This is a thoughtful glimpse into the life experiences of one of the soldiers who raised the flag at Iwo Jima, an act that thrust him, reluctant though he may have been, into the spotlight. Ira Hayes was a quiet lad who lived with his family in a one-room house on the Gila River Indian Reservation in Sacaton, Arizona. When he was sent to a government boarding school for Native Americans, Ira felt out of place and lonely. After the Japanese bombed Pearl Harbor, Ira joined the Marine Corps and there he felt at home among his buddies. Ira, proud to be a Marine, was an honorable warrior and fought in the battle of Iwo Jima. After a small American flag was planted on the top of Mount Suribachi, a Marine Commander sent up a group of men to put up a bigger flag. Ira was one of those men. When Ira returned home, he found that the photo of the flag raising had made him a hero. Ira was never comfortable with the attention and turned to drink to cope with the loneliness he felt after leaving the company of his Marine comrades. He died about ten years later and is buried in Arlington National Cemetery.
School Library Journal
Gr 1-4-Hayes, one of the Marines who struggled to thrust an American flag into a hill on Iwo Jima, became famous as a result of Joe Rosenthal's Pulitzer Prize-winning photo. This illustrated biography gives context to a shy man who "never wanted to be a hero," tracking his childhood on a Pima Indian reservation, his experiences at an Indian boarding school, his military action in the Pacific, his deep depression following his return home, and his death at age 32. The author glosses over the less savory details of Hayes's later years, but acknowledges his growing problems with alcoholism. The writing is clear and avoids fictionalized thoughts or dialogue. Soft, well-composed acrylic paintings support the text. Nelson cleverly obscures the faces of the soldiers in battle, emphasizing their anonymity, conveying the fact that any one of them could have been in Hayes's position, and underscoring his struggle to accept attention that he believed to be undeserved ("-the soldiers who died on Iwo Jima and in other battles were the real heroes"). An author's note provides additional details and photographs. This book will prove a satisfying read for those in search of background on the iconic photograph, families looking for a patriotic story, and students seeking material on minority Americans.-Jayne Damron, Farmington Community Library, MI Copyright 2006 Reed Business Information.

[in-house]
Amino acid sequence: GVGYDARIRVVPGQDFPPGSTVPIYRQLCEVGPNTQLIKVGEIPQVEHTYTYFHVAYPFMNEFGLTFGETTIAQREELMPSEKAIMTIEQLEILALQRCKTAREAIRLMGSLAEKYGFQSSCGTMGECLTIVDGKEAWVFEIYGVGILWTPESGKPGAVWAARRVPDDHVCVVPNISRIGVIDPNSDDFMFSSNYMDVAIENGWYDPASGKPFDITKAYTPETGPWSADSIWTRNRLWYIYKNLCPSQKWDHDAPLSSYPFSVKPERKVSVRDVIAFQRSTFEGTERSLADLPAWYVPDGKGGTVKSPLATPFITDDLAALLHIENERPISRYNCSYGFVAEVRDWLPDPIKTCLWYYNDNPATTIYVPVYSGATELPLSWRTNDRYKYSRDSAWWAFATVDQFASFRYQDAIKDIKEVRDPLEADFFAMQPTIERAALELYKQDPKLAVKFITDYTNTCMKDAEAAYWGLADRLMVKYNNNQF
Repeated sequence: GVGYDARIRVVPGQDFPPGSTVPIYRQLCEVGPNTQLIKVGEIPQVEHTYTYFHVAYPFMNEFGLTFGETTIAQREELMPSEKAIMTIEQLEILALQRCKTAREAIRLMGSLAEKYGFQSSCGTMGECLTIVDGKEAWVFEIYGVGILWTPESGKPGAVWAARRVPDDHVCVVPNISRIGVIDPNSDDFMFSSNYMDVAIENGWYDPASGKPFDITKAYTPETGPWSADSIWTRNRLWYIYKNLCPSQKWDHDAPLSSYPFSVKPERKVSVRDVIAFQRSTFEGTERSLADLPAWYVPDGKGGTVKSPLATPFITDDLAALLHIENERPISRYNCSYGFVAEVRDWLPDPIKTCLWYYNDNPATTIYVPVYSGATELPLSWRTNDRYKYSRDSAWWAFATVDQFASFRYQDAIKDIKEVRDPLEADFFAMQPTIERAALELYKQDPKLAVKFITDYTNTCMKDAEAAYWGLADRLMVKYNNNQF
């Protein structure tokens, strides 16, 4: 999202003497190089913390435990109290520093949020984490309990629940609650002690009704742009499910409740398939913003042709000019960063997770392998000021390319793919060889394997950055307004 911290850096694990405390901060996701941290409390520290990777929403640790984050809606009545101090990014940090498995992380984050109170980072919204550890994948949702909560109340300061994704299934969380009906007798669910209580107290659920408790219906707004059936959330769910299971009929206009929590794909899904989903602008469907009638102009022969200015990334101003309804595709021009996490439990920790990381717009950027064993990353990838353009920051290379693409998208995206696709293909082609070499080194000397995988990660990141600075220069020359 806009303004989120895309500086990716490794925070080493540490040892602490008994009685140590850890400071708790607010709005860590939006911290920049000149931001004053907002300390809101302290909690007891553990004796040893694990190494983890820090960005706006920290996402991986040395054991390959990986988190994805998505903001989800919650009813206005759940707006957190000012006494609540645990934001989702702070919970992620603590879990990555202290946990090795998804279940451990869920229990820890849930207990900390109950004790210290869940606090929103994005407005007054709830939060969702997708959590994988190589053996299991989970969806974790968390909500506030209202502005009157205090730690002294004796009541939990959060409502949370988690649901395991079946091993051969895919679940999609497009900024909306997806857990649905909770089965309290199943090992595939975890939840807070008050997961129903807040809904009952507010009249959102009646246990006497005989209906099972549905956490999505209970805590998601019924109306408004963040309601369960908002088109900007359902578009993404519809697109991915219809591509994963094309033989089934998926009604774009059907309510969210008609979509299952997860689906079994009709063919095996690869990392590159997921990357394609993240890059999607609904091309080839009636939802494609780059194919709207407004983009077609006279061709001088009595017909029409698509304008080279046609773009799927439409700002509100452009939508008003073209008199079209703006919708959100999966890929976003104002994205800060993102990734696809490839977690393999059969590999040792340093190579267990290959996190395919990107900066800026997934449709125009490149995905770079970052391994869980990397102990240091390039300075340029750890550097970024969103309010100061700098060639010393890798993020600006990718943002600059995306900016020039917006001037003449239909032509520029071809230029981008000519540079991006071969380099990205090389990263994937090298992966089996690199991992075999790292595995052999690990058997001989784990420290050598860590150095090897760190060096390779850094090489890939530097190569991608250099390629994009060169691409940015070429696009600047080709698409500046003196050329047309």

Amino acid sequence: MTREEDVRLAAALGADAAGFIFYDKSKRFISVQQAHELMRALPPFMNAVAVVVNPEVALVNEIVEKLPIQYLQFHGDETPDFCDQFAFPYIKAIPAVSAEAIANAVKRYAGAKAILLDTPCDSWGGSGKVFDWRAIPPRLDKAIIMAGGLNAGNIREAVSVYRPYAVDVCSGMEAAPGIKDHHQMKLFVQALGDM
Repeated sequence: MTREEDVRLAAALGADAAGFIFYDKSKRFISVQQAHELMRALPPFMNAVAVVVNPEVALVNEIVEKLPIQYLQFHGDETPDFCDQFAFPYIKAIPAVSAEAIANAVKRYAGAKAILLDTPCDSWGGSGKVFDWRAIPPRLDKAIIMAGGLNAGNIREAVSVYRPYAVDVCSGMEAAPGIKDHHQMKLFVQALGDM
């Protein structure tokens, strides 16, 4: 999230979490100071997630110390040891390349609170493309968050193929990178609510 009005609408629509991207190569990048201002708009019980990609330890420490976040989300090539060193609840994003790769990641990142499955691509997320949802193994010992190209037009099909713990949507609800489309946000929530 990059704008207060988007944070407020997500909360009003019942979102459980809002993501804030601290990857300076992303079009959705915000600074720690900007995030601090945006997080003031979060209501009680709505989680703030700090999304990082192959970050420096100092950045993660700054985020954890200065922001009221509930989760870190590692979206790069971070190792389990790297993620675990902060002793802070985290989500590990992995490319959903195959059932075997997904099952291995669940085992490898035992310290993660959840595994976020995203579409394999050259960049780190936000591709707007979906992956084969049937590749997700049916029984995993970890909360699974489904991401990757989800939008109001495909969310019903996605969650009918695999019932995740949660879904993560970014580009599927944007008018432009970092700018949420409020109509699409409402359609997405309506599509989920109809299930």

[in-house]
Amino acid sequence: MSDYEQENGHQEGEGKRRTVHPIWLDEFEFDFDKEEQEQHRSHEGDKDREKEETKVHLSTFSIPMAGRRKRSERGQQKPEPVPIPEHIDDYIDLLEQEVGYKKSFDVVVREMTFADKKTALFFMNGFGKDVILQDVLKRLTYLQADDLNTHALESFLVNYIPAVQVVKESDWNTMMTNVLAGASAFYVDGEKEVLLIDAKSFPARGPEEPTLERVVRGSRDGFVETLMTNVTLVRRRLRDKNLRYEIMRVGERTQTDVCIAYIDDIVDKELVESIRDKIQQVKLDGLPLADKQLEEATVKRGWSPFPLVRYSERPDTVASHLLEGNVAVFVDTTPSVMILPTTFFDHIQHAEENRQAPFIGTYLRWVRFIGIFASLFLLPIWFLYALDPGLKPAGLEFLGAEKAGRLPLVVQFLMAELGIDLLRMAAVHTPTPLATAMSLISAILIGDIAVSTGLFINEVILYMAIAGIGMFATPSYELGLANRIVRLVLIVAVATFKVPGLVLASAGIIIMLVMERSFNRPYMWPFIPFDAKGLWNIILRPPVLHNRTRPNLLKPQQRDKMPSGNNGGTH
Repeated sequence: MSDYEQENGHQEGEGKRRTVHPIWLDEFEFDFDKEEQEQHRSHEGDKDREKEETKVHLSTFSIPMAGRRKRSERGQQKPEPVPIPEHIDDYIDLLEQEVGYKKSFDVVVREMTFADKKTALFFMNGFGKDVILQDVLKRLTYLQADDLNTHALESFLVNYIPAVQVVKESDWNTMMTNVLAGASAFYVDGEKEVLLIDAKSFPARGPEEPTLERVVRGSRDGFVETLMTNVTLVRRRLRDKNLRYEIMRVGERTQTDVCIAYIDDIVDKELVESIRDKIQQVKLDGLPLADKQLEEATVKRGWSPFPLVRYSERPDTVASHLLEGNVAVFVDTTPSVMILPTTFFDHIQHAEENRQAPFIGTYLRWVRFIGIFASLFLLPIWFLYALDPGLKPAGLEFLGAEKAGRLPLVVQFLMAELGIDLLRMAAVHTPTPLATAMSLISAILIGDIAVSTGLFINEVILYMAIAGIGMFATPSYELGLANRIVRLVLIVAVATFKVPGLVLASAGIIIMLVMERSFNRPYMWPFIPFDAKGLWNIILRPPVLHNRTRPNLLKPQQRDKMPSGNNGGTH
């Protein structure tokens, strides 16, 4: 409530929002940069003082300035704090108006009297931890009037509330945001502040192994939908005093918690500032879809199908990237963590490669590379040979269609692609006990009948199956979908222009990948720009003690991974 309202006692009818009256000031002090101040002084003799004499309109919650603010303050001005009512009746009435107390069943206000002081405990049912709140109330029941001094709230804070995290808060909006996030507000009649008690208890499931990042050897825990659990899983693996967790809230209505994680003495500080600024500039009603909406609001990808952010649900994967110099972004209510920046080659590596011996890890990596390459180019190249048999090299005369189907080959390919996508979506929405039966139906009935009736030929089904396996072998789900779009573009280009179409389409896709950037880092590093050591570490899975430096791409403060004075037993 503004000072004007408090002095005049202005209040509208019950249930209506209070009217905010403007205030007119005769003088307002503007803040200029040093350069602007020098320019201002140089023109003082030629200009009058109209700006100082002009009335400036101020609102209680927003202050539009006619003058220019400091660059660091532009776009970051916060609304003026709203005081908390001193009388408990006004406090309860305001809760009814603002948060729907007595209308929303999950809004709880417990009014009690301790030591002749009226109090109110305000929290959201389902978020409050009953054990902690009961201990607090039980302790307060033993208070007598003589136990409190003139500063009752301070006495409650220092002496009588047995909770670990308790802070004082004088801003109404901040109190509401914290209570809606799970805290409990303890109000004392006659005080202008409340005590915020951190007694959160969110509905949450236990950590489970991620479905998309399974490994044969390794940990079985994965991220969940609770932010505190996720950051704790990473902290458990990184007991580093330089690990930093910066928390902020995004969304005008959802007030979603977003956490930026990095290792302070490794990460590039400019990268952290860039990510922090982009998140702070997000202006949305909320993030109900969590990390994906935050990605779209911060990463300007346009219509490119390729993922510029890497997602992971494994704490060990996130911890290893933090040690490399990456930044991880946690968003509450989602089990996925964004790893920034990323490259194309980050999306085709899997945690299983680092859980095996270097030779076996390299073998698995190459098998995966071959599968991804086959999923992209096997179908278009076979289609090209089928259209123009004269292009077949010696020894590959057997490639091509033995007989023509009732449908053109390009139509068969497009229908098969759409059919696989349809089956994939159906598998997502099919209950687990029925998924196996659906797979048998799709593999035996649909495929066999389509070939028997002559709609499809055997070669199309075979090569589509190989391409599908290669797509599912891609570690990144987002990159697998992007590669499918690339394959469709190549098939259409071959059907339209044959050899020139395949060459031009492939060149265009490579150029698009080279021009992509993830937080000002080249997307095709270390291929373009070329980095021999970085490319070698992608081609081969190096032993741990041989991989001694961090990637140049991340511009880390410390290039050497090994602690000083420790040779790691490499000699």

Object of a hit song, a 1961 film and studies for adults, but not a separate profile for younger readers, Ira Hayes was less a "true American hero," as Nelson argues, than a tragic figure incapable of handling the fame that was thrust upon him. A shy, lonely lad raised on Arizona's Gila River Indian Reservation, Hayes found his place serving as "an honorable warrior" in the Pacific battlefield and was one of the WWII marines captured in the famous Iwo Jima photograph. He returned to the States a celebrity, took to drink to help deal with his feelings of isolation and died an alcoholic less than ten years later. Nelson tells the tale twice-once in simple language, accompanying dappled acrylic views of a bronze-skinned lad with downcast eyes, posing in and out of uniform, and again at the end in smaller type, with photos and more background detail. Hayes's life adds yet another sad chapter to the history of this country's treatment of Native Americans, but other than his courage as a soldier, this gives children no particular reason to admire, or even care particularly, about him. (source list) (Picture book/biography. 8-10)